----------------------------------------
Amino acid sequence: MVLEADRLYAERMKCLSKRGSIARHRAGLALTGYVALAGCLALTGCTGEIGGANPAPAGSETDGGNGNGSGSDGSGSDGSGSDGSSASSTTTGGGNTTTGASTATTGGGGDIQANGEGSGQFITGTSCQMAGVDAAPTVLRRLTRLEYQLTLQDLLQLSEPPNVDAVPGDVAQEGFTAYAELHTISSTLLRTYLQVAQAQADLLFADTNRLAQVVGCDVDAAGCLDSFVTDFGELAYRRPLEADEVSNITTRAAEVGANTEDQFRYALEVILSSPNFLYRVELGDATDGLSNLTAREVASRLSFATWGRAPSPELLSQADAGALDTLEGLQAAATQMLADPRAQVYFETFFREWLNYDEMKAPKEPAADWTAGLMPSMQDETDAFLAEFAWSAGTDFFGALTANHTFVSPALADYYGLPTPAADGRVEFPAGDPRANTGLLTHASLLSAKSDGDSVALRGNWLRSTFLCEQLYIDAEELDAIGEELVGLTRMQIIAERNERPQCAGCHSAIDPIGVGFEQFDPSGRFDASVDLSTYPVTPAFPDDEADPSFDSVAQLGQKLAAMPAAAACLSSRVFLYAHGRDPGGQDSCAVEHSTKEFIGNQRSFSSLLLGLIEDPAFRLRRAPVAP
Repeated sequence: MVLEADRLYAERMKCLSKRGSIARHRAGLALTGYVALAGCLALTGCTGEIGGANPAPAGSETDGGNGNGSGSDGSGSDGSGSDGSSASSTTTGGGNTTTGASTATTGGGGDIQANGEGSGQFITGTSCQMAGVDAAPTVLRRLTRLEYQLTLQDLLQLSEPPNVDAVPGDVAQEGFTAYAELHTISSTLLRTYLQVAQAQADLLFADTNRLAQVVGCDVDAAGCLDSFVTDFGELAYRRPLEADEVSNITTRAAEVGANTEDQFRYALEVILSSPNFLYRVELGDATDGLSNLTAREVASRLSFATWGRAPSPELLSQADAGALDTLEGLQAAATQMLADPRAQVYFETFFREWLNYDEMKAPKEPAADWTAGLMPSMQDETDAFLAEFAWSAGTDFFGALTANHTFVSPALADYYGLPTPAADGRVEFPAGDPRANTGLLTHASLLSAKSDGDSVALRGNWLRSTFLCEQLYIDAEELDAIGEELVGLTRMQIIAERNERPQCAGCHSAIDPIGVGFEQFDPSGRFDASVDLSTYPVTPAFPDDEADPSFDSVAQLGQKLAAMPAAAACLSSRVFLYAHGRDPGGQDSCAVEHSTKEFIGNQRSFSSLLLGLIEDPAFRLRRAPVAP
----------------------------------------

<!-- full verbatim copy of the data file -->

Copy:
Amino acid sequence: MVLEADRLYAERMKCLSKRGSIARHRAGLALTGYVALAGCLALTGCTGEIGGANPAPAGSETDGGNGNGSGSDGSGSDGSGSDGSSASSTTTGGGNTTTGASTATTGGGGDIQANGEGSGQFITGTSCQMAGVDAAPTVLRRLTRLEYQLTLQDLLQLSEPPNVDAVPGDVAQEGFTAYAELHTISSTLLRTYLQVAQAQADLLFADTNRLAQVVGCDVDAAGCLDSFVTDFGELAYRRPLEADEVSNITTRAAEVGANTEDQFRYALEVILSSPNFLYRVELGDATDGLSNLTAREVASRLSFATWGRAPSPELLSQADAGALDTLEGLQAAATQMLADPRAQVYFETFFREWLNYDEMKAPKEPAADWTAGLMPSMQDETDAFLAEFAWSAGTDFFGALTANHTFVSPALADYYGLPTPAADGRVEFPAGDPRANTGLLTHASLLSAKSDGDSVALRGNWLRSTFLCEQLYIDAEELDAIGEELVGLTRMQIIAERNERPQCAGCHSAIDPIGVGFEQFDPSGRFDASVDLSTYPVTPAFPDDEADPSFDSVAQLGQKLAAMPAAAACLSSRVFLYAHGRDPGGQDSCAVEHSTKEFIGNQRSFSSLLLGLIEDPAFRLRRAPVAP
Repeated sequence: MVLEADRLYAERMKCLSKRGSIARHRAGLALTGYVALAGCLALTGCTGEIGGANPAPAGSETDGGNGNGSGSDGSGSDGSGSDGSSASSTTTGGGNTTTGASTATTGGGGDIQANGEGSGQFITGTSCQMAGVDAAPTVLRRLTRLEYQLTLQDLLQLSEPPNVDAVPGDVAQEGFTAYAELHTISSTLLRTYLQVAQAQADLLFADTNRLAQVVGCDVDAAGCLDSFVTDFGELAYRRPLEADEVSNITTRAAEVGANTEDQFRYALEVILSSPNFLYRVELGDATDGLSNLTAREVASRLSFATWGRAPSPELLSQADAGALDTLEGLQAAATQMLADPRAQVYFETFFREWLNYDEMKAPKEPAADWTAGLMPSMQDETDAFLAEFAWSAGTDFFGALTANHTFVSPALADYYGLPTPAADGRVEFPAGDPRANTGLLTHASLLSAKSDGDSVALRGNWLRSTFLCEQLYIDAEELDAIGEELVGLTRMQIIAERNERPQCAGCHSAIDPIGVGFEQFDPSGRFDASVDLSTYPVTPAFPDDEADPSFDSVAQLGQKLAAMPAAAACLSSRVFLYAHGRDPGGQDSCAVEHSTKEFIGNQRSFSSLLLGLIEDPAFRLRRAPVAP